Several Microsoft Office vulnerabilities that were patched years ago continue to be among the security flaws most exploited in attacks, the U.S. gover
Several Microsoft Office vulnerabilities that were patched years ago continue to be among the security flaws most exploited in attacks, the U.S. government warns.
The Cybersecurity and Infrastructure Security Agency (CISA) and the Federal Bureau of Investigation (FBI) this week published an alert to provide guidance on some of the vulnerabilities that are most targeted in attacks.
The bugs, the alert underlines, are routinely exploited by foreign cyber actors in attacks targeting both the public and private sectors, and risks associated with them could be mitigated “through an increased effort to patch systems and implement programs to keep system patching up to date.”
Between 2016 and 2019, threat actors mainly attempted to compromise systems through vulnerabilities in Microsoft Office (CVE-2017-11882, CVE-2017-0199, CVE-2012-0158, CVE-2015-1641), Apache Struts (CVE-2017-5638), Microsoft SharePoint (CVE-2019-0604), Microsoft Windows (CVE-2017-0143), Microsoft .NET Framework (CVE-2017-8759), Adobe Flash Player (CVE-2018-4878), and Drupal (CVE-2018-7600).
Attacks attempting to exploit these security issues tried to deploy a broad range of malware families, including Loki, FormBook, Pony/FAREIT, FINSPY, LATENTBOT, Dridex, JexBoss, China Chopper, DOGCALL, FinFisher, WingBird, Toshliph, UWarrior, and Kitty, among others.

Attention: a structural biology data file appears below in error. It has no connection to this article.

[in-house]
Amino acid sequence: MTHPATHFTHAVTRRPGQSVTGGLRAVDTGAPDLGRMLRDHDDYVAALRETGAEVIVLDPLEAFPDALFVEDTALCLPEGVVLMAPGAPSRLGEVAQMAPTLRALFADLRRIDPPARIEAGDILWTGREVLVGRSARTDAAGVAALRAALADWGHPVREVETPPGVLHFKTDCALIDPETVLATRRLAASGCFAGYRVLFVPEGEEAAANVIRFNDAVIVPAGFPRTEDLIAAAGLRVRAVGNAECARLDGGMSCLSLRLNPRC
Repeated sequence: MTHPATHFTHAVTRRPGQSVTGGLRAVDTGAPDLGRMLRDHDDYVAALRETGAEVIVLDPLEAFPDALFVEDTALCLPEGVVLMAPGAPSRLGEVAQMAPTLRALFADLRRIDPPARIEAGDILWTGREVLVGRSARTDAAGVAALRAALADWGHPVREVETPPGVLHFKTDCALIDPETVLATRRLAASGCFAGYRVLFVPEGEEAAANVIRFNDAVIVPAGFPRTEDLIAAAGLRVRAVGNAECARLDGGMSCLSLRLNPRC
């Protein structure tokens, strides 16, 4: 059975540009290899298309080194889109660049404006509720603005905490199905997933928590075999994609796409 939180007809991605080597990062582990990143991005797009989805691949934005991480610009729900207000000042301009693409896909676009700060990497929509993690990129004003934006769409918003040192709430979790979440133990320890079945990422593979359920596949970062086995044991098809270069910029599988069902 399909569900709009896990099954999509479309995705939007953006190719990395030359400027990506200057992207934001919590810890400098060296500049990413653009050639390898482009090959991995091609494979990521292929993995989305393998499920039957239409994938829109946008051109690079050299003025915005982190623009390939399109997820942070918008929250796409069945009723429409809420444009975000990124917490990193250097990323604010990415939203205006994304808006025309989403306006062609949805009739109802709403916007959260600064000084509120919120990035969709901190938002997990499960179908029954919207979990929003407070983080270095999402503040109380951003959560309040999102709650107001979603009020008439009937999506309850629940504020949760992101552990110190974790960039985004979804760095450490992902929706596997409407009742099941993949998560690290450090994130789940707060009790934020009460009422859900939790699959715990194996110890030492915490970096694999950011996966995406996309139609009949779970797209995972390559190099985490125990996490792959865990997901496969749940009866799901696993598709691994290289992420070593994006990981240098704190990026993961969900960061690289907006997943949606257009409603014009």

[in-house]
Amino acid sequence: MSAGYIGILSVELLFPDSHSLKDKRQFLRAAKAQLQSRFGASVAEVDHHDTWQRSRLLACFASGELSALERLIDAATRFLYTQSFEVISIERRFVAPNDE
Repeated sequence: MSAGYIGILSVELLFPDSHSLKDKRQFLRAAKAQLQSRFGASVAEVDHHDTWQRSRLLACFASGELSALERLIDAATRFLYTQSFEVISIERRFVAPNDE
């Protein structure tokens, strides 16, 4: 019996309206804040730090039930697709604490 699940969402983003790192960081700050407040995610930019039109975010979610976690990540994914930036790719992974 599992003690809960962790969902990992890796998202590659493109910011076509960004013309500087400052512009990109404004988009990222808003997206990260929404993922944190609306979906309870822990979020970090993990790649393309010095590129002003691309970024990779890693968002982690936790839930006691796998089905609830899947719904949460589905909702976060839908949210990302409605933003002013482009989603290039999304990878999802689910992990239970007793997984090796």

The three vulnerabilities that state-sponsored threat actors from China, Iran, North Korea, and Russia are abusing most frequently impact Microsoft Office and have been patched long ago: CVE-2017-11882, CVE-2017-0199, and CVE-2012-0158.
“According to U.S. Government technical analysis, malicious cyber actors most often exploited vulnerabilities in Microsoft’s Object Linking and Embedding (OLE) technology. OLE allows documents to contain embedded content from other applications such as spreadsheets. After OLE the second-most-reported vulnerable technology was a widespread Web framework known as Apache Struts,” the alert reads.
In 2015, the U.S. government assessed that CVE-2012-0158 was the most used in Chinese threat actors’ cyber operations, and the vulnerability continues to be widely used by these hackers.
“This trend suggests that organizations have not yet widely implemented patches for this vulnerability and that Chinese state cyber actors may continue to incorporate dated flaws into their operational tradecraft as long as they remain effective,” the U.S. government says.
In 2020, in addition to the aforementioned vulnerabilities, threat actors started wide exploitation of virtual private network flaws (CVE-2019-19781 and CVE-2019-11510), Microsoft Office 365 misconfigurations, and cybersecurity weaknesses such as poor employee training on social engineering, and the lack of system recovery and contingency plans.